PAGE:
Cambridge Consultants develops innovative nebuliser to treat cystic fibrosis
Observing surfers with cystic fibrosis (CF) led scientists to discover that the inhaled mist of seawater has a therapeutic effect on the lung problems associated with the disease. Now the findings have been used by pharmaceutical company Parion Sciences and product development firm Cambridge Consultants in a revolutionary new aerosol delivery system. It enables CF sufferers to get the benefits of saltwater treatment in their own homes overnight while they sleep.
“We have seen evidence that routine exposure to salt water reduces the number of lung infections in CF patients and leads to fewer hospital admissions – but the challenge was to develop an optimal delivery system,” said Dr Richard Boucher, co-founder and chairman of Parion. “We enlisted Cambridge Consultants to design the system, given its track record of creating world firsts in drug delivery device development – and the results have exceeded our expectations.”
CF is a chronic disease that affects the lungs and digestive system of more than 70,000 adults and children worldwide. Studies have shown that the inhalation of a hypertonic saltwater solution improves the condition of sufferers by rehydrating the layer of mucus film that lines their lungs. Cambridge Consultants conducted human-factor studies and applied its expertise in fluid dynamics to develop a system that could deliver an aerosol mist through the nose continuously for eight hours.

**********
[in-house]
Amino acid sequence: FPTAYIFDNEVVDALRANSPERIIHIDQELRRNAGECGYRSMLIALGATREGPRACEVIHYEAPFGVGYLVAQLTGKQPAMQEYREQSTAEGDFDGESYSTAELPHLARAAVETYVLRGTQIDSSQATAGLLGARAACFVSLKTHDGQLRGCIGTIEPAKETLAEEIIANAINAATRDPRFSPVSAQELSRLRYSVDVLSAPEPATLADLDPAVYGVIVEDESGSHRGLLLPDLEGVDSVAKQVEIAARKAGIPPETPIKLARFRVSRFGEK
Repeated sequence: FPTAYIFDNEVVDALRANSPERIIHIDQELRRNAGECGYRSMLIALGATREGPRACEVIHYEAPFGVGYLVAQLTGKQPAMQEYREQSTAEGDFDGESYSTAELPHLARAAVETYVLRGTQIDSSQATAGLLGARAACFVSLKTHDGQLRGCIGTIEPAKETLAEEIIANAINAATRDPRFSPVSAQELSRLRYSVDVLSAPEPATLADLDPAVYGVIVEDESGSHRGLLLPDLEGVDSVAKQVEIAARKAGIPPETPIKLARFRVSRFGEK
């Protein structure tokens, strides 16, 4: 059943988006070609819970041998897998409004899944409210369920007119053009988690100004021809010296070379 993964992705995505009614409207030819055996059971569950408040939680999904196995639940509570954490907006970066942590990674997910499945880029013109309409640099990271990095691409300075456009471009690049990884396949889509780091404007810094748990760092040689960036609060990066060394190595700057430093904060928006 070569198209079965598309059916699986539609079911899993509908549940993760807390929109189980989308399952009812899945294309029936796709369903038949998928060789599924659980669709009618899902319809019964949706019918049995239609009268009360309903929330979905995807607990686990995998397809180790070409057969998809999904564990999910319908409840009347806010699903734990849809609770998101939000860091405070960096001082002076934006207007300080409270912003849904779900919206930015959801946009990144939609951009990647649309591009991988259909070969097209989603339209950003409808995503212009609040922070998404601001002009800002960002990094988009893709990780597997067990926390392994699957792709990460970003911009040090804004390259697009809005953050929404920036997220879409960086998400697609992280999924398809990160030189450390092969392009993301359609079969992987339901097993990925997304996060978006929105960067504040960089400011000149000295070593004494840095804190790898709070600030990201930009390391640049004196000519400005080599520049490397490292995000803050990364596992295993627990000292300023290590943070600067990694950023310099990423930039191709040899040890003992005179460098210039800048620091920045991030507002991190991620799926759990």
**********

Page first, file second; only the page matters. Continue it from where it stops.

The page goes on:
“We immediately recognised the potential of this project to transform the lives of CF patients,” said Matthew Allen, programme director at Cambridge Consultants. “The challenge was to build an aerosol nebuliser system that could be comfortably used by patients overnight – with the saline mist travelling down a long cannula to the sleeping patient without forming the large droplets that often occur in a standard nebuliser system. The size of the saline droplets is crucial to the success of the treatment as they need to be small enough to penetrate deep into the lungs.”
The tPAD (trans-nasal pulmonary aerosol delivery) device has been assessed in a clinical trial – and so greatly exceeded its predicted performance that additional devices have now been requested to support further clinical trials. The aim is to provide an easy and effective treatment system for CF patients that is suitable even for young children and allows the disease to be treated at the earliest possible stages.